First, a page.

This section is from the book "An Illustrated Flora Of The Northern United States, Canada And The British Possessions Vol3", by Nathaniel Lord Britton, Addison Brown. Also available from Amazon: An Illustrated Flora of the Northern United States, Canada and the British Possessions. 3 Volume Set..
[Caenotus Raf. Fl. Tell. 2: 50. 1836.]
Annual or biennial herbs, with small racemose thyrsoid or panicled heads of white flowers, the rays small, usually shorter than the diameter of the disk, or none. Involucre mostly campanulate, its narrow bracts in 2 or 3 series. Receptacle naked. Ray-flowers pistillate; disk-flowers perfect, their corollas usually 4-lobed or 4-toothed, the anthers obtuse at the base; style-branches somewhat flattened, their appendages short. Achenes flattened. Pappus of numerous simple fragile bristles in 1 series. [Greek, referring to the small heads.]
About 20 species, natives of America and Asia. Besides the following, 2 or 3 others occur in the southwestern United States and one is naturalized from Asia on the southern Atlantic and Pacific coast. Type species: Leptilon divaricatum (Michx.) Raf.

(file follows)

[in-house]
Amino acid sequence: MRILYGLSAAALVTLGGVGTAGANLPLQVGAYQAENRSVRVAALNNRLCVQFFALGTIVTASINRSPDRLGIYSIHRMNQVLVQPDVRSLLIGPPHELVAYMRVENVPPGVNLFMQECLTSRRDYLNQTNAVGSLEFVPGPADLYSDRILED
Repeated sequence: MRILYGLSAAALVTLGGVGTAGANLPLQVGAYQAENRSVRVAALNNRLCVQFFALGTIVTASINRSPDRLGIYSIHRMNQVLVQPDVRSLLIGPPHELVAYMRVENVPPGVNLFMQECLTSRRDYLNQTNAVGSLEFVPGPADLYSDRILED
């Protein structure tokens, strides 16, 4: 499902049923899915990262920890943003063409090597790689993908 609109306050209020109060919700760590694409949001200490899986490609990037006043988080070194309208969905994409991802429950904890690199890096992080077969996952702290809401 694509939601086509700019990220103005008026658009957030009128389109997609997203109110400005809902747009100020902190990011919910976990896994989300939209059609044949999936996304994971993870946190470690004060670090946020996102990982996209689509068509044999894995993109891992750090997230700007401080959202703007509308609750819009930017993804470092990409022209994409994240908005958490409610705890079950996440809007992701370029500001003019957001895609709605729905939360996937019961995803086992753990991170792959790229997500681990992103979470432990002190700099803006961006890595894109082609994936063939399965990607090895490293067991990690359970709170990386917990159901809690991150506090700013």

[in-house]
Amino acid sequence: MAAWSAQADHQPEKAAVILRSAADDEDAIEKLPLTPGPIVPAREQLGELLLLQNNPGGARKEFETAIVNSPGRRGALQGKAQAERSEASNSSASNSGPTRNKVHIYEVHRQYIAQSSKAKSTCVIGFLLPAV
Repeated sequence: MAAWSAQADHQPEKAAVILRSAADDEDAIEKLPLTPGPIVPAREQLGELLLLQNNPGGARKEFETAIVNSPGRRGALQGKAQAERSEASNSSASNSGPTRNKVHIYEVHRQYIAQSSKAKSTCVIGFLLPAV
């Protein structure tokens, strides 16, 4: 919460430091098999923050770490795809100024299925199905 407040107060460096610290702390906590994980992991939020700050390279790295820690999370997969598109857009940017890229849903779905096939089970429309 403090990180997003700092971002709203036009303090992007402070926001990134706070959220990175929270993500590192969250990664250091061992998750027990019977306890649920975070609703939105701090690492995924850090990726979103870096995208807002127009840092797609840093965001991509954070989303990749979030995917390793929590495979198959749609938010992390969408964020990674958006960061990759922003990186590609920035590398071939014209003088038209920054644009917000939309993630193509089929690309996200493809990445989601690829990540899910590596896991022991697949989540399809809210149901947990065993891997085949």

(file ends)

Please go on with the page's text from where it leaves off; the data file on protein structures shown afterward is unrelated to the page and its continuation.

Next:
Erigeron canadensis L. Sp. Pl. 863. 1753.
Leptilon canadense Britton, in Britt. & Brown, 111. Fl. 3: 391. 1898.
Stem hispid-pubescent or glabrate, 3'-10° high, the larger plants paniculately much branched. Leaves usually pubescent or ciliate, the basal and lower spatulate, petioled, incised, dentate or entire, 1'-4' long, obtuse or acutish, those of the stem linear and mainly entire; heads usually very numerous; about 2" broad; involucre campanulate, 1"-1 1/2" high, its bracts linear, acute, glabrate, the outer shorter; rays numerous, white, shorter than the pappus and mostly shorter than their tubes.
In fields and waste places, a common weed throughout North America except the extreme north. Widely distributed as a weed in the Old World, the West Indies and South America. Butter-weed. Prideweed. Fireweed. Blood-staunch. Cow's-, mare's- or colt's-tail. Hogweed. Bitter-weed. June-Nov.
Erigeron divaricatus Michx. Fl. Bor. Am. 2: 123. 1803.
Leptilon divaricatum Raf. Am. Month. Mag. 2: 268. 1818.
Stem diffusely much branched, 3-12' high, pubescent or hirsute. Leaves all linear or subulate, entire, 4"-12" long, about 1/2" wide, the uppermost minute; heads numerous, about 2" broad; involucre campanulate, 1" high, its bracts linear, acute, pubescent, the outer shorter; rays purplish, shorter than their tubes.
In sandy soil, especially along rivers, Indiana to Minnesota, Tennessee, Louisiana, Nebraska and Texas. June-Oct.